As SCBWI-WI’s Indie/Self-Publishing Coordinator, I get asked (a lot), “What’s the difference between indie and self-publishing? Aren’t they interchangeable?”
The short answer is no, they are not interchangeable. The long answer is much more fluid as the publishing industry changes due to the pangs of financial and structural upheaval.
Once upon a time, indie publishing used to meant traditional publishing through a small, independent publisher, that is, not one of the Big Five houses. The small press would, like another other traditional publishers, pay an author for rights to publish their work while assuming the financial risk of publication. Today, that form of publishing, regardless of the size of the publisher, is almost universally called traditional publishing. Very few people still use the term indie publishing this way.
So what does the term indie publishing mean today? It’s now a catch-all term for the vast array of publishing options that are not traditional publishing.
Indie publishing can indeed include self-publishing, particularly for those authors who have created their own publishing houses for current and future projects. But indie publishing also encompass the wide array of options between traditional publishing and self-publishing.
An example of indie publishing is “hybrid publishing,” also called “author-assisted publishing.” Hybrid publishers often look like a traditional publishing house with a formal submission process, editorial staff, and curated lists. However, hybrid publishers do not provide the payroll. They rely on creators paying for some or all of the services involved in publishing the work in exchange for higher royalties.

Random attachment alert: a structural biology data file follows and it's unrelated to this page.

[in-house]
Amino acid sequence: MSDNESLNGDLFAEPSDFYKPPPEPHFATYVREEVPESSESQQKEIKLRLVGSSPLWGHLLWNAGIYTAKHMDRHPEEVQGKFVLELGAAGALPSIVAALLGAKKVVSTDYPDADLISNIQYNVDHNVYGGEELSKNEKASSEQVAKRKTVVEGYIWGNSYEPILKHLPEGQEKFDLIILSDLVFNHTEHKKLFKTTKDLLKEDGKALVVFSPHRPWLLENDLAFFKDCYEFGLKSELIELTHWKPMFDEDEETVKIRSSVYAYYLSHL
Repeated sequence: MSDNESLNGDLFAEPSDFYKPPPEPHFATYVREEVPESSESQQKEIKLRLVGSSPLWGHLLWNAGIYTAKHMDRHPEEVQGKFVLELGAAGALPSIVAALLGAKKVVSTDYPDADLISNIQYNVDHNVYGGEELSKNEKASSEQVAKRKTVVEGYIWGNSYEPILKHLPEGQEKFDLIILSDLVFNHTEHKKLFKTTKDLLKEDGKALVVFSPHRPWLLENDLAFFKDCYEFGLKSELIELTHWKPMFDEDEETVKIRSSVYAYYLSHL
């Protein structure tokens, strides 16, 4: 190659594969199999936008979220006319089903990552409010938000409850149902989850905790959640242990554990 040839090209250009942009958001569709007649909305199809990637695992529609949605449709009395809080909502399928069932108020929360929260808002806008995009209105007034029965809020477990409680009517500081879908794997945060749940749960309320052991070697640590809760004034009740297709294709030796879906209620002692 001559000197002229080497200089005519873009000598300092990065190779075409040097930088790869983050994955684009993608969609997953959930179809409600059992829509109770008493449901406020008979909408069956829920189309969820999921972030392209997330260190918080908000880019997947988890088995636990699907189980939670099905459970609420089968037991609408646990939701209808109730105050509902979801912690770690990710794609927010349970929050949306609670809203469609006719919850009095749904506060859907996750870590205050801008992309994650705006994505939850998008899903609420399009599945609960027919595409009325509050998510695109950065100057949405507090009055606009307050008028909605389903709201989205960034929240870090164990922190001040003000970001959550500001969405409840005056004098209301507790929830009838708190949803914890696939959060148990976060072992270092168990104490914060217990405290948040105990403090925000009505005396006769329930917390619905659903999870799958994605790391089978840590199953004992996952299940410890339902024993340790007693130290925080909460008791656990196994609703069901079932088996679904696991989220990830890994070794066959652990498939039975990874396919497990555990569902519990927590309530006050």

SCBWI strongly advises authors to research publishers. While some hybrid publishers are well regarded, others are really predatory operations masquerading as traditional publishers. To complicate matters and add to the confusion, even some well-respected traditional publishers have created hybrid-publishing imprints through which they’ve been brokering deals for years. And recent reports indicate that literary agents are getting in on indie publishing, too. The lines blur more each day.
Self-publishing is much easier to distinguish. It is the model in which the author maintains total creative control by taking all financial risks. Self-publishers often get creative to accomplish all this. They may create a crowd-funding campaign to garner reader support and fund the production of their works (like I did for my first book). They might create their own publishing company for current and future projects (again, like I did). They may harness the power of an established publishing platform or partner with a printer to manufacture the books themselves (I chose offset printing through a manufacturer.). They might work out distribution deals (agai- oh, never mind) and schedule book tours. No matter the means to their end, self-publishers publish the work themselves and may or may not pay others with specialized skills to help them along the way so that the final product is not attached to a publisher other than themselves.
With the myriad of options out there, I can’t help but feel that we’re experiencing a golden age of publishing, one in which creators are empowered as never before to get their work out into the world and into the hands of an entertainment-loving public.
You can read more articles on indie and self-publishing in The Publishing Pen.